The Chris Creech

Some mostly coherent ramblings

Christianity and Politics (New Year’s Resolutions Part 4)

Over the last three weeks, I’ve taken a look at a few different New Year’s Resolutions for Christians in 2018. I’ve covered reading the Bible (and doing what it says), prioritizing church, and praying. Today, I want to cover something that is a little more sensitive to many people. It’s time for Christians to change the way we get involved in politics.

Remember that politicians are people

It’s fine to trust in people. In fact, it’s necessary to have a measure of trust in some people in order to have a healthy life. But there is a level of trust that should only be reserved for God. When we have a “God-only” faith in our politicians, we have created a huge problem. When we put politicians on pedestals, they’ll fall off. The real problem is that when they fall off, if we’ve put this level of faith in them, we will be deeply unable to admit their shortcomings. We’ll be blinded to the fact that they are unfit to lead. Elect officials that deserve trust…and then trust them. Pray for them. Support them. But also hold them accountable when they are unfit to lead. Don’t put a level of faith in a person that you should have in God.

Change the way you talk

Politics have a way of bringing out the worst in people. But here’s what the Bible says in Ephesians 4:29: “Let everything you say be good and helpful, so that your words will be an encouragement to those who hear them.” Insults are not helpful. Civil discourse is helpful. Derision, divisiveness, slander, gossip, and verbal assaults are not helpful. Memes and hurtful names describing others are not helpful. Speaking to each other in love, in encouragement, and with respect is helpful. Here’s the bottom line: If you insult someone, they are highly unlikely to ever listen to you about Christ. You may be the only person that gets the opportunity to share the good news of Christ with them. So, before you post that funny picture, joke, or demeaning name, think to yourself: Is this worth it? Is the quick laugh I’ll get from insulting people worth losing the opportunity to tell them about Christ? Is their chance at eternal life and a life fulfilled by Christ worth the joke?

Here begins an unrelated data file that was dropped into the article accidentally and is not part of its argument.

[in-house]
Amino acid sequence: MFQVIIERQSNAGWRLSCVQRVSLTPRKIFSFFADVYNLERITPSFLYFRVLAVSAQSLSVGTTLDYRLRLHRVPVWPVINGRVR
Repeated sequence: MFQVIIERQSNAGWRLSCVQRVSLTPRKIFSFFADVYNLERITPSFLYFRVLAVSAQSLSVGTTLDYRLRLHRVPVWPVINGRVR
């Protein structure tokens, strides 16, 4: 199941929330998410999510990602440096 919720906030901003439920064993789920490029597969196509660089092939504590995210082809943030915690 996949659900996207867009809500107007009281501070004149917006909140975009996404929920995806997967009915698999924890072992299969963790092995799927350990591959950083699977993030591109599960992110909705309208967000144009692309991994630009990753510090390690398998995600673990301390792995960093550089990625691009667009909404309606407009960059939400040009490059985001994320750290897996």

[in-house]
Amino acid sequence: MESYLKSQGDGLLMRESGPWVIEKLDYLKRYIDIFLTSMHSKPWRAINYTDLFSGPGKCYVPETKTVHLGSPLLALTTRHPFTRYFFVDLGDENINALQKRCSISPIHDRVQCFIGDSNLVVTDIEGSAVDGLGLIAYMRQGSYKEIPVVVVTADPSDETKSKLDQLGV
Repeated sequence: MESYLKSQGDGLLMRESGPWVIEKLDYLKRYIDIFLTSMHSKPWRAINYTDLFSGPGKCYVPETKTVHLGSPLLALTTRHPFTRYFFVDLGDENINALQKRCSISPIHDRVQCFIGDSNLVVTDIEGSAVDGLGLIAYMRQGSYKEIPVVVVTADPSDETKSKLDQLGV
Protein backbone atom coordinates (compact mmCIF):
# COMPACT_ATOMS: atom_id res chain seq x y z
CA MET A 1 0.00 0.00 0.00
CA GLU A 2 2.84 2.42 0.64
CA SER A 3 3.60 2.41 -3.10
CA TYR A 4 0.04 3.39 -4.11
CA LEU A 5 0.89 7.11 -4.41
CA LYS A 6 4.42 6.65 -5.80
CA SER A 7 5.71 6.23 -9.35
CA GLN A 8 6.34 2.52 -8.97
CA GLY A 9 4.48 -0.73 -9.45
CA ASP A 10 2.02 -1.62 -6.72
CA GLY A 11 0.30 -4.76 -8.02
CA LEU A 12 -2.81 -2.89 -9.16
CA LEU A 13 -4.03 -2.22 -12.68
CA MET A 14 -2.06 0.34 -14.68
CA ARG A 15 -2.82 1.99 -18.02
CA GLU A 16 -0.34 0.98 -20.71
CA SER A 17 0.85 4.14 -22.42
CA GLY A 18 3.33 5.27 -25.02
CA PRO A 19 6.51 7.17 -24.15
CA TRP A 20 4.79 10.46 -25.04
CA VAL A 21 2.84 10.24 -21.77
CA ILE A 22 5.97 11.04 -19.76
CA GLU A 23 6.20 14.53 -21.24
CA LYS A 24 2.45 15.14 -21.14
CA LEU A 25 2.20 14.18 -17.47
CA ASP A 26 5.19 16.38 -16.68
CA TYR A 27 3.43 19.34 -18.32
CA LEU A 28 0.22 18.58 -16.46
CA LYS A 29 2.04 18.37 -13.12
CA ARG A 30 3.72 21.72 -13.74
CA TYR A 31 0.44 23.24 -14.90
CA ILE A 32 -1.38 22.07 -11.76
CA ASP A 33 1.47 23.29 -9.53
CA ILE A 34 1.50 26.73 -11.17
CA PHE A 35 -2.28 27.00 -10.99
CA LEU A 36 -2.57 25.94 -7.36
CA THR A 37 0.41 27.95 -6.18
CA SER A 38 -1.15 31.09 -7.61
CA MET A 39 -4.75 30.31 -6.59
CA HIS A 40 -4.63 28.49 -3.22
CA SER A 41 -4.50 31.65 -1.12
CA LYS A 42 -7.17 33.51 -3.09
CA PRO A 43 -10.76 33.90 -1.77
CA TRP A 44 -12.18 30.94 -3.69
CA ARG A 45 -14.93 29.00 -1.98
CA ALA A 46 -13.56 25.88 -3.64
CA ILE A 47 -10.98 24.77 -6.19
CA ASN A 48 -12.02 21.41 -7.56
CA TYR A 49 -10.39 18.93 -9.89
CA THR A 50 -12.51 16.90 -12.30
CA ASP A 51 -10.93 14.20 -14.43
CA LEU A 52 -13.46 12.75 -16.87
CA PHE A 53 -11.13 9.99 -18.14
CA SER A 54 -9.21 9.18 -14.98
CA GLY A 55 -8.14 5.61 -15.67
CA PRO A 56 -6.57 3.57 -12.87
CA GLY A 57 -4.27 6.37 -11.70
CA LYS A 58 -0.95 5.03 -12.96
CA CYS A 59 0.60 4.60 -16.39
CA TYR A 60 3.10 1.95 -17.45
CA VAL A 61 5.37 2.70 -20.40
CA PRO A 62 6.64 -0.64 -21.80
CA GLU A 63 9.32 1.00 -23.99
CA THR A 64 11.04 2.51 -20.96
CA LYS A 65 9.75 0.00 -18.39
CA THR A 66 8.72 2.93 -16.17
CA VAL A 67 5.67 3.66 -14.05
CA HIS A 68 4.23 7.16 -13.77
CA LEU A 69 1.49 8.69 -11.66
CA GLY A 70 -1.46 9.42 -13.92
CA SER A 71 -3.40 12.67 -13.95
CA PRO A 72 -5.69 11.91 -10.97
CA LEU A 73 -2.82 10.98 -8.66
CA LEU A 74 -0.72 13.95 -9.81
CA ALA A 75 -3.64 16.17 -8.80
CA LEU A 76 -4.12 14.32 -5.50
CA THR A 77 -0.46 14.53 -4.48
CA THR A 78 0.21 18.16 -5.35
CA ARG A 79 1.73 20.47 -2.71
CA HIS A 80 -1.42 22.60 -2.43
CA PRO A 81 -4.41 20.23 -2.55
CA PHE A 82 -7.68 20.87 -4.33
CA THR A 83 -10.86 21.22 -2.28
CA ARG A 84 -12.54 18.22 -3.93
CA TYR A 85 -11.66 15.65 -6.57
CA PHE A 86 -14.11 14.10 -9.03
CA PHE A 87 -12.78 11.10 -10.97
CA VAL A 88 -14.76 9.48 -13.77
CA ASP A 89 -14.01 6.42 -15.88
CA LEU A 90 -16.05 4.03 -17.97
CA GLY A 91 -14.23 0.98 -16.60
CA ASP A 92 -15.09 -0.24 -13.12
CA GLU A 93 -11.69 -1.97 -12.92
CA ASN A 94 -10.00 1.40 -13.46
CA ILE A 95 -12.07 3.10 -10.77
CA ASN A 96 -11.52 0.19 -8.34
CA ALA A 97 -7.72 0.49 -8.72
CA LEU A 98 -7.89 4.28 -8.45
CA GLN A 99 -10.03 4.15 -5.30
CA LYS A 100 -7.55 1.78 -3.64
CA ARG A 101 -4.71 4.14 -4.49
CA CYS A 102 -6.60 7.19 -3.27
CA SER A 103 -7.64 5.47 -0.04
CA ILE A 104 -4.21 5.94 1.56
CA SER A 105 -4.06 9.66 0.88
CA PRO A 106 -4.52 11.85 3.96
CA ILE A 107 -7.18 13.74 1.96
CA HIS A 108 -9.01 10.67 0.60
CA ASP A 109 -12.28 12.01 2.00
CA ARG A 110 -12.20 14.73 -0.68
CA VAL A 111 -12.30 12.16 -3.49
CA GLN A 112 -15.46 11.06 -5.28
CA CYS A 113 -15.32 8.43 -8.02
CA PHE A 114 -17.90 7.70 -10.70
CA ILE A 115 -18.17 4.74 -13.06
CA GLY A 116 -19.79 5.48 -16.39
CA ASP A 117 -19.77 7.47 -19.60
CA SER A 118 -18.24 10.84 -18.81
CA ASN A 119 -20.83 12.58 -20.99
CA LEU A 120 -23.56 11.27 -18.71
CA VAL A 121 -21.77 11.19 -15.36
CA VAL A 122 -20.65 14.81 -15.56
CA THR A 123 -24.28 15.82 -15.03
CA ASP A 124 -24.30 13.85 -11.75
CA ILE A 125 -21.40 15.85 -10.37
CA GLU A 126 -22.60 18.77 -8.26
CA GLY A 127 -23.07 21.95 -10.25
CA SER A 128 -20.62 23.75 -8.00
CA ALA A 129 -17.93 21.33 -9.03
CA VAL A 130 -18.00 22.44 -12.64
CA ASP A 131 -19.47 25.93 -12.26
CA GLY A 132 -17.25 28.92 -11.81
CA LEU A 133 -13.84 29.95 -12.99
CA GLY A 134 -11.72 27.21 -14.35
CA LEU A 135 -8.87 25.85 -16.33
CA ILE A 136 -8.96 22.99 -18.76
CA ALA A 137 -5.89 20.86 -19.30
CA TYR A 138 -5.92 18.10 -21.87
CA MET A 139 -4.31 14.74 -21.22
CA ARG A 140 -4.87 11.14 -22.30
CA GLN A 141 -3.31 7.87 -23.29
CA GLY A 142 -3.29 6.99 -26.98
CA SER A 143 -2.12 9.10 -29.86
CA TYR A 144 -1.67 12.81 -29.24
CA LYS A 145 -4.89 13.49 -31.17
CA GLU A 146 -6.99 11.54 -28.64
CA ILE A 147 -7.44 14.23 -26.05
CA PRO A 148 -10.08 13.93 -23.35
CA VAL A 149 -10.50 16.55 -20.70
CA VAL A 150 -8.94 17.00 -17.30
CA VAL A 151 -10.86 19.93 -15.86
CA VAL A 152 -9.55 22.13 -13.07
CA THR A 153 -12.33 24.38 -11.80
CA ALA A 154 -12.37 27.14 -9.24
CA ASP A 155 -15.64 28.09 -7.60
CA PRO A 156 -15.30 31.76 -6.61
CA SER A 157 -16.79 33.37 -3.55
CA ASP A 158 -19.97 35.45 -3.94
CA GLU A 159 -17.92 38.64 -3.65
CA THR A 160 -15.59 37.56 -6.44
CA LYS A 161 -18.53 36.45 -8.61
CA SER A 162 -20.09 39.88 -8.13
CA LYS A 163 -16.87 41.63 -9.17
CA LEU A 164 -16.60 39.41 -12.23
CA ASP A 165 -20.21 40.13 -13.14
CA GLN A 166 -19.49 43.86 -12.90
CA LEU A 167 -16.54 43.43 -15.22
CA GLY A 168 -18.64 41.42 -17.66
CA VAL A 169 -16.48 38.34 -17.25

Politics can’t fix sin

We need to change how we expect people to change. It seems that we have forgotten who changes people. We cannot use politics to make our country a “Christian” nation. We cannot legislate people into believing in Christ. We cannot legislate people out of sin. That’s not to say that we shouldn’t have laws barring things that are wrong. Murder is wrong…and murder is sin. We should have laws that are against murder. But even having laws against murder does not stop sin. Christ alone can forgive sin and begin the healing process. When we expect politics and politicians to “fix” sin, we absolve ourselves of responsibility. We take away our duty of sharing Christ and being salt and light in the world, and we lay it at the feet of the government. We work harder at stopping same-sex marriage than we work at building relationships with homosexuals. We spend more time trying to promote anti-abortion laws than we do building relationships with young mothers that feel they have no other choice. We should be involved in politics, but people should always come first. When we expect politicians to do the job that Christ has given us, we begin to treat symptoms instead of advancing the cure…the Gospel of Jesus Christ.

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1 Comment

  1. Great words of truth, Chris!!!

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